• May 19, 2024

English pubs decimated

 English pubs decimated

The smoking ban has decimated England’s pubs and hurt local communities, according to a report published today by the smokers’ group Forest.

New figures obtained by Forest are said to show there are now 11,383 fewer pubs in England than there were in 2006, a decline of 20.7 percent since the smoking ban was introduced on July 1, 2007.

While the fall in the number of pubs is part of a long-term trend and is not solely down to the smoking ban, the report found there was a clear acceleration in pub closures after the ban was enforced, with pubs in poorer urban areas suffering most.

According to the report, Road to Ruin? The impact of the smoking ban on pubs and personal choice, many communities have lost important meeting places and social hubs. At a time when the dangers of social isolation and loneliness have been increasingly recognised, the smoking ban has affected local communities and many individuals who now smoke and drink at home.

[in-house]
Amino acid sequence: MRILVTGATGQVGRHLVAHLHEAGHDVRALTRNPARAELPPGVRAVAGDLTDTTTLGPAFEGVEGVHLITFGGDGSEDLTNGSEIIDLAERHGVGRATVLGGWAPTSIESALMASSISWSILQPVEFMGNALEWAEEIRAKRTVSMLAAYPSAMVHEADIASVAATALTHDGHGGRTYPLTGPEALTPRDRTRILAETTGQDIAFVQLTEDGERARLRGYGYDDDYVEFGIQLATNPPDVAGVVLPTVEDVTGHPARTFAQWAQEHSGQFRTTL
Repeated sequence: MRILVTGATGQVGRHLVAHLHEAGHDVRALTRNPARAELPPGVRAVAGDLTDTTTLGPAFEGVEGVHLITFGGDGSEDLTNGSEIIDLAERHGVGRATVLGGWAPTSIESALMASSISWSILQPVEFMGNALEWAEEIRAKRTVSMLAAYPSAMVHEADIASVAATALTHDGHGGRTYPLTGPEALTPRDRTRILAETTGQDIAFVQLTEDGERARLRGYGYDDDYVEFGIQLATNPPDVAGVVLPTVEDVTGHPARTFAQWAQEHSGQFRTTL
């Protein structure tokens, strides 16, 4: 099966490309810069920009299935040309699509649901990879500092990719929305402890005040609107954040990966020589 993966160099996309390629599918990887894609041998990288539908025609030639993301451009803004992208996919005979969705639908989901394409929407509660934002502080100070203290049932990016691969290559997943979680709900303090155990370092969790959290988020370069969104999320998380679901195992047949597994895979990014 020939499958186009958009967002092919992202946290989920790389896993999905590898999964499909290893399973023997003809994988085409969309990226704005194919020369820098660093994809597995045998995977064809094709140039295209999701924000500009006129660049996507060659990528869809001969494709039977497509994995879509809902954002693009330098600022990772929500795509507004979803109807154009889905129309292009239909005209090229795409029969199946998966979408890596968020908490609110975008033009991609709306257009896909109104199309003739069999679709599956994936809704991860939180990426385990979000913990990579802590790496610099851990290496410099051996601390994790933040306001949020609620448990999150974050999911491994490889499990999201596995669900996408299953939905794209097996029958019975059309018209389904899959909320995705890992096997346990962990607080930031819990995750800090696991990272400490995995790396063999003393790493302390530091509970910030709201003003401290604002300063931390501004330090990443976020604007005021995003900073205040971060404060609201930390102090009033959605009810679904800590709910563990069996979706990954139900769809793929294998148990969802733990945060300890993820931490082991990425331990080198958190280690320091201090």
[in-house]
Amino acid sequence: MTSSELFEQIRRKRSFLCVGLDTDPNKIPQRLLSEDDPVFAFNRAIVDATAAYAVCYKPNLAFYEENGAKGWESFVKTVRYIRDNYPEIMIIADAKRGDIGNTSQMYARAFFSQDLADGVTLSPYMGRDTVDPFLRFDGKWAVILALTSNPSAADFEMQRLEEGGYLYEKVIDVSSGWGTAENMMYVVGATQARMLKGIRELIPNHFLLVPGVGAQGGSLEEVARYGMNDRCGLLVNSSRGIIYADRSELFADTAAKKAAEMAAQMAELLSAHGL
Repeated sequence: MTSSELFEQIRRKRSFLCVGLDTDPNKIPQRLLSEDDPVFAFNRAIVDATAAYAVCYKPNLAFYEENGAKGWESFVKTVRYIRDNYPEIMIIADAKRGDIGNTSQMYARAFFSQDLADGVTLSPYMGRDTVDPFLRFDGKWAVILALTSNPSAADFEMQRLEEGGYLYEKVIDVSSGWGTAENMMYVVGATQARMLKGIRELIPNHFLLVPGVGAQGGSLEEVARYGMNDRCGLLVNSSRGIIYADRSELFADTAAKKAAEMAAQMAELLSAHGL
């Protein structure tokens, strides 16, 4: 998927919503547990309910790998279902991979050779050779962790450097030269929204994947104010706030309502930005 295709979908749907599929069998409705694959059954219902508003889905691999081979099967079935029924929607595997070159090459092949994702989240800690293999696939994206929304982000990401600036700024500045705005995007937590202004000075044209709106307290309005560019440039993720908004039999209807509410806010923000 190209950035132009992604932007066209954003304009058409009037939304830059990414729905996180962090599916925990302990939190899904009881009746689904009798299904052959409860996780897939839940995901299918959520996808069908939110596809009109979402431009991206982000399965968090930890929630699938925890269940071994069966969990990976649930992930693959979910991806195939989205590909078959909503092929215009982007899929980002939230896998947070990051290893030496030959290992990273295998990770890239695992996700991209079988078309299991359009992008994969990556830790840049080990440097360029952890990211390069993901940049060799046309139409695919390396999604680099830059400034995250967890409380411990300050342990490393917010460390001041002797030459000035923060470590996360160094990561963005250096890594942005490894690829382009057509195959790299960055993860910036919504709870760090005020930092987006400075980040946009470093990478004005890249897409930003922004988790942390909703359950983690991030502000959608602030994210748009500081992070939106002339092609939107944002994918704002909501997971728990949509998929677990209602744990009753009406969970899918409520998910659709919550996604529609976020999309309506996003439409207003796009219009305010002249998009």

“The smoking ban has been a kick in the teeth for the traditional British boozer, especially in our urban inner cities,” said the report’s author, Rob Lyons. “Ten years on from the introduction of this damaging policy the government should order a full review of the impact of the legislation and consider alternatives to the current comprehensive ban.”

Meanwhile, Simon Clark, director of Forest, said there was very little evidence that the health of the nation had benefitted significantly from the smoking ban. Instead thousands of pubs had closed and choice had been sacrificed on the altar of tobacco control.

“Allowing separate well-ventilated smoking rooms or relaxing the unnecessarily strict regulations on outdoor smoking areas would reignite freedom of choice and give publicans greater control over their business,” Clark said.

“Proposals to extend the smoking ban to outdoor areas including beer gardens will be fiercely resisted. Smoking is a legitimate activity and pubs must be allowed to accommodate adults who choose to smoke.”

The report can be downloaded at: forestonline.org.